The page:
Objective: To examine the initial impact of the National Bowel Cancer Screening Program (NBCSP), which was launched in May 2006 and offers faecal occult blood testing to Australians aged 55 or 65 years.
Design and setting: Review of data on colorectal cancer (CRC) cases diagnosed between May 2006 and June 2008 from a prospective database used at 19 Australian hospitals, linked and analysed by BioGrid Australia.
Main outcome measures: Number of CRC cases detected through the NBCSP or symptomatic presentation, and differences by sex, stage at diagnosis, tumour location and level of socioeconomic disadvantage.
Results: 1628 cases of CRC were identified; 1268 had information on the patients' test status as part of the NBCSP, and 40 of these (3.2%) were recorded as being detected by the NBCSP. Of 75 CRC cases in patients aged 55 or 65 at diagnosis, 22 were NBCSP-detected. Overall, there was no difference in NBCSP-detected cases by sex. The distribution of tumour locations was similar between NBCSP-detected cases and symptomatic cases, but NBCSP-detected cancers were diagnosed at an earlier stage than symptomatic cancers (stage I, 40% v 14%; stage IV, 3% v 15%, respectively). Of patients diagnosed through the NBCSP, 63% were from areas of least socioeconomic disadvantage (deciles 8-10) and 18% were from the most disadvantaged areas (deciles 1-4) (P=0.0375).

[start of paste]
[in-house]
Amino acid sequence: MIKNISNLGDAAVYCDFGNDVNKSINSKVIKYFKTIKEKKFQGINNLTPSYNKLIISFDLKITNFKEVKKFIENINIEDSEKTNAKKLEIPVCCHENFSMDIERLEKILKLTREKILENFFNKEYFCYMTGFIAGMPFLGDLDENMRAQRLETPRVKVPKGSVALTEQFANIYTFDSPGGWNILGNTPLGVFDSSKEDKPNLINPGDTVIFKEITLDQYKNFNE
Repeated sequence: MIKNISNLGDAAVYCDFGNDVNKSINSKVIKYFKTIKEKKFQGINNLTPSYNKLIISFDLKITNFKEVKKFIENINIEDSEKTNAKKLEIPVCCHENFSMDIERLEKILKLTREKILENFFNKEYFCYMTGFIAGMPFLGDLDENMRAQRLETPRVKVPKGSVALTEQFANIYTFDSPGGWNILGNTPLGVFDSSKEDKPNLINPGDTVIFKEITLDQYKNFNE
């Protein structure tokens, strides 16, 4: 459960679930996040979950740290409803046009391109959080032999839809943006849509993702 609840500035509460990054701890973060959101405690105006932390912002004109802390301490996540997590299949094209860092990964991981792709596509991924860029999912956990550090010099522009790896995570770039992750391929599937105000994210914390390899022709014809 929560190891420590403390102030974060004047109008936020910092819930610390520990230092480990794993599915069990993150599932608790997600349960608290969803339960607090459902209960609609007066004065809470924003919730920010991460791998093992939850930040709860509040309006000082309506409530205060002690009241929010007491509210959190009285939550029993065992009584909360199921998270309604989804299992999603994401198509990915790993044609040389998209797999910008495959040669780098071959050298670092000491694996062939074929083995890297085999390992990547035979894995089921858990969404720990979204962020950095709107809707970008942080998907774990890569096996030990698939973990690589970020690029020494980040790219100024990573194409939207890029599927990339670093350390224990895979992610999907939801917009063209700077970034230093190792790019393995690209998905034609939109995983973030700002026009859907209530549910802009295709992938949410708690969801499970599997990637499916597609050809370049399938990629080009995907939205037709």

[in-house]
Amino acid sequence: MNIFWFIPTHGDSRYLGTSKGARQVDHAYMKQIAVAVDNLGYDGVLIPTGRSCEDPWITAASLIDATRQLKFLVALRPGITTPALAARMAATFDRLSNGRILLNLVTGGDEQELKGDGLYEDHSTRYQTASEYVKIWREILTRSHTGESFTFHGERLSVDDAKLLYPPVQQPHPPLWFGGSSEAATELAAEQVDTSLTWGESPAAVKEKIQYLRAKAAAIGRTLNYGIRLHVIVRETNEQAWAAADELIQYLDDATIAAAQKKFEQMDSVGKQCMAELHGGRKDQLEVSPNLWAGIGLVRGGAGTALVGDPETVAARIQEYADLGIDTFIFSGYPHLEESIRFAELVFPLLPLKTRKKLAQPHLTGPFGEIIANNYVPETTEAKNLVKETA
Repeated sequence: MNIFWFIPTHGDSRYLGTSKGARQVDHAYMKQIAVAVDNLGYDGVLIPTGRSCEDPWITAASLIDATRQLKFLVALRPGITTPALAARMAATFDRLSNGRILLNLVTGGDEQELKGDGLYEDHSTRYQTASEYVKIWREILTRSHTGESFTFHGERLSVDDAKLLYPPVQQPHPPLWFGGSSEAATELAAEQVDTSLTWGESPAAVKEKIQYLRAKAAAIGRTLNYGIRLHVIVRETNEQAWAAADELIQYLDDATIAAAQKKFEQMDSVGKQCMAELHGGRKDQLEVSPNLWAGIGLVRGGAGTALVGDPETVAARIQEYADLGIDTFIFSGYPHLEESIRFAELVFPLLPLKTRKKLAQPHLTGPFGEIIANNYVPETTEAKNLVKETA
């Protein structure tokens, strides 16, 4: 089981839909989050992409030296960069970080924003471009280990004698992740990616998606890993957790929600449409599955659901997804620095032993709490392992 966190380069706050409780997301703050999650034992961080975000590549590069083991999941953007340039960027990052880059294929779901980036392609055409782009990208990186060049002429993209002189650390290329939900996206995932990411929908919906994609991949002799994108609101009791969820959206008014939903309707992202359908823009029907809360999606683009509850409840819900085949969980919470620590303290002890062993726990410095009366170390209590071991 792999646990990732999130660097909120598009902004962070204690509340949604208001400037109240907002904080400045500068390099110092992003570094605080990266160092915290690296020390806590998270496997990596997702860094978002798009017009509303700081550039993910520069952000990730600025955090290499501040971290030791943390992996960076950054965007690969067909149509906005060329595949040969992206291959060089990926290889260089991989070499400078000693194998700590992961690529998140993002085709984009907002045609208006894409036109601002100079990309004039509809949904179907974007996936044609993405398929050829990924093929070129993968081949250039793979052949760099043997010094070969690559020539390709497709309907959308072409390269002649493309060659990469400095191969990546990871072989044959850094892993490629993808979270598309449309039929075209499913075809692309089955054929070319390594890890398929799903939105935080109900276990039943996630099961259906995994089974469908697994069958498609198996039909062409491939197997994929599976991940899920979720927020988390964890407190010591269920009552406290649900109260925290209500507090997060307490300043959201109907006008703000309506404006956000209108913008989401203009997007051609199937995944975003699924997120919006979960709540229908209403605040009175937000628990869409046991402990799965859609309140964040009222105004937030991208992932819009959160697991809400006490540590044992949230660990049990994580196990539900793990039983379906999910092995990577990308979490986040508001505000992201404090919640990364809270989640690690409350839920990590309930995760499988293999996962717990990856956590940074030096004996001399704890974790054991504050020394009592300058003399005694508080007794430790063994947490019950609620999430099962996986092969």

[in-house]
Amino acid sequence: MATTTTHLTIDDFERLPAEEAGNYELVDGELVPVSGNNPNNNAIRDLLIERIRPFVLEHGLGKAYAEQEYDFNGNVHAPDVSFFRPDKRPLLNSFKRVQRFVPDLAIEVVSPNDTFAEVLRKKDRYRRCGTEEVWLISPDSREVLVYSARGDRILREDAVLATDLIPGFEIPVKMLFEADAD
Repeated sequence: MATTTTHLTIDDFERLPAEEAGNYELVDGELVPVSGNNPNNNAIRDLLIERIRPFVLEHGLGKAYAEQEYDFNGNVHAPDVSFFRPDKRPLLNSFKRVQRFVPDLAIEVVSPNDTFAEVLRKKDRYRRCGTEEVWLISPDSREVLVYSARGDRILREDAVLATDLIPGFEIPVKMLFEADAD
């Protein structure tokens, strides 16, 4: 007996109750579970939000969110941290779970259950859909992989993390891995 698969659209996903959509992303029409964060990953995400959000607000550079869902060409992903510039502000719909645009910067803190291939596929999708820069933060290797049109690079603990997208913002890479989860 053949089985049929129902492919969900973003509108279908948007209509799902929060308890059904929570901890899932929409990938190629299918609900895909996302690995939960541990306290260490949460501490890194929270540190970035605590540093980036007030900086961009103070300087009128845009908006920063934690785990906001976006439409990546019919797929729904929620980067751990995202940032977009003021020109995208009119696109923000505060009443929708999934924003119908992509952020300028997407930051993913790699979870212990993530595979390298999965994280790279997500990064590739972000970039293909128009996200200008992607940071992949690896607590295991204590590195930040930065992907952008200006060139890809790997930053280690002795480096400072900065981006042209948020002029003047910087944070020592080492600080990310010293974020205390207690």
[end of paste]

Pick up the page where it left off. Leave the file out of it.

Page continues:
Conclusion: Initiation of the Australian NBCSP has had a measurable impact on CRC stage at diagnosis, and an improvement in survival would be anticipated. The lower uptake among people from disadvantaged areas is of concern.